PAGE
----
BLOOMINGTON — Closing the Mitsubishi Motors North America plant cast a shadow on the McLean County employment picture in 2015. But other areas in the economy are holding their own or growing.

Declines in the professional and business services sector, which includes insurance companies and is the county's largest employment category, seem to be turning around.

Total non-farm employment in the Bloomington-Normal metropolitan area was 95,100 last year, up slightly from 2014's 95,000, but still down from 97,000 in 2011, according to figures from the Bloomington-Normal Economic Development Council.

Charlie Moore, McLean County Chamber of Commerce CEO, said, “What I'm hearing from employers is there are jobs out there.”

A big focus is helping workers displaced by the closing of Mitsubishi. But, Moore said, work is also being done through a collaborative effort of several organizations, including the chamber and EDC, to see “how to meet the needs of employers” and give them the skilled work force they seek.

State Farm, Illinois State University and Country Financial continue to be McLean County's top employers, with 14,109, 3,639 and 1,905 full-time equivalent employees, respectively, according to the EDC.

Although employment in the professional and business services sector fell 6.9 percent, from 18,600 in 2011 to 17,300 in 2015, last year's figure was up from 16,900 in 2014.

Phil Supple, State Farm's director of public affairs, said, “The company has and will continue to fluctuate around 15,000 employees locally.” He added that State Farm “remains committed to keeping its headquarters in Bloomington because of the benefits this location provides employees and customers.”

The state budget impasse has resulted in a cautious approach to hiring at ISU. Greg Alt, vice president for finance and planning at ISU, said overall employment was flat in 2015.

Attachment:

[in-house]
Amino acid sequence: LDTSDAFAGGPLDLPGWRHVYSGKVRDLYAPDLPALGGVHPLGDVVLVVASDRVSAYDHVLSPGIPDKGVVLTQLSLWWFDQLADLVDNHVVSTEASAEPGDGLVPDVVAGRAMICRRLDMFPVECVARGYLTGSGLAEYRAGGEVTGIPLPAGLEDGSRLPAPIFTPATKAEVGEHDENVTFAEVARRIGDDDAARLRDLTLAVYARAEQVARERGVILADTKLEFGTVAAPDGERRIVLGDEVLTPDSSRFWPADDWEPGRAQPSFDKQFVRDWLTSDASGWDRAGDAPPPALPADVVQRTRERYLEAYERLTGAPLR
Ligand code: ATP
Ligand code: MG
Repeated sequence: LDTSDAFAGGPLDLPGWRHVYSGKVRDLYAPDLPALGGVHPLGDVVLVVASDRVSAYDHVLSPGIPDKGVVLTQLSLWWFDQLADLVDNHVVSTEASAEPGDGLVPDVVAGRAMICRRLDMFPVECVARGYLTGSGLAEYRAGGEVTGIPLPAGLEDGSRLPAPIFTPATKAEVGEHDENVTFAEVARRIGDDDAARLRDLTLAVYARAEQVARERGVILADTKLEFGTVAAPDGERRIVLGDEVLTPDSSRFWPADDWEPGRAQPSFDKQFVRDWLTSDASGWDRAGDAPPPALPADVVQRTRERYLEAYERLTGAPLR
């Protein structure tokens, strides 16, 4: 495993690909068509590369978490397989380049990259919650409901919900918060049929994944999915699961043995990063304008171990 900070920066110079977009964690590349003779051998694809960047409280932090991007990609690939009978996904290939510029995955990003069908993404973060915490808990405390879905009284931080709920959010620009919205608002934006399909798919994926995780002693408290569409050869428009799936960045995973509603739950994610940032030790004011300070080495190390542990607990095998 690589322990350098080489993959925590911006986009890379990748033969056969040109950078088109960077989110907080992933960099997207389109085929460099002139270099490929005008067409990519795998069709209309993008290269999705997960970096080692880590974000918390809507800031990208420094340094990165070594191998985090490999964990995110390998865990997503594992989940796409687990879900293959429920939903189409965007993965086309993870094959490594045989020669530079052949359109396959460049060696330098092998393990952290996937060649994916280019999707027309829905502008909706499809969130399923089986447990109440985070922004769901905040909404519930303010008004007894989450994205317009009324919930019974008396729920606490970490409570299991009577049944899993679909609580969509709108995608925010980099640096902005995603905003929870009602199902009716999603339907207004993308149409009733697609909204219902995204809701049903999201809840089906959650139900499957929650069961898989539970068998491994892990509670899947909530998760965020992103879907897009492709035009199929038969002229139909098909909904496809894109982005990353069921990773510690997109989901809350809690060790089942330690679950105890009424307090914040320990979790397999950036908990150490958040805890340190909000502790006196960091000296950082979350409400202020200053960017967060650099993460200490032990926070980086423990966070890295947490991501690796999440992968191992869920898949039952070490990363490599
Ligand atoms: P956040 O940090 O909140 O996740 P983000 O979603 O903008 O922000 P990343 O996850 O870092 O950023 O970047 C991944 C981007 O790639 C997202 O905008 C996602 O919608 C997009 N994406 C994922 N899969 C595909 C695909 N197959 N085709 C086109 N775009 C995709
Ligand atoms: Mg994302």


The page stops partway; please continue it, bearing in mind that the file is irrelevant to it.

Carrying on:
“We expect it to be down in '16 because we have been holding back vacant positions,” he said, doing so, in part, “in preparation for the cuts (in state funding) we will get.”

Employment in the leisure and hospitality sector, which includes lodging and restaurants, grew by 8.65 percent between 2011 and 2015, increasing from 10,400 jobs to 11,300.

The most visible addition to that sector is Hyatt Place in uptown Normal, which opened in September.

Another strong, though less visible, sector is transportation, warehousing and utilities, which grew by 8.67 percent in the same time period, from 15,000 to 16,300 jobs.

Aimee Ingalls, the EDC's director of research and economic data, said, “This is an industry that thrives in Illinois as a whole” and Bloomington-Normal is in a good position “because of the interstate access we have.”

The retail sector remains strong, with the number of retail jobs growing  6.1 percent, from 9,800 in 2011 to 10,400 in 2015.

A 108,000-square-foot Hy-Vee grocery store opened a year ago in Bloomington, employing more than 600 full- and part-time workers. Cub Foods, with 25 full- and 50 part-time employees, closed about four months later.

Follow Lenore Sobota on Twitter: @pg_sobota


Education Reporter

Education Reporter for The Pantagraph.

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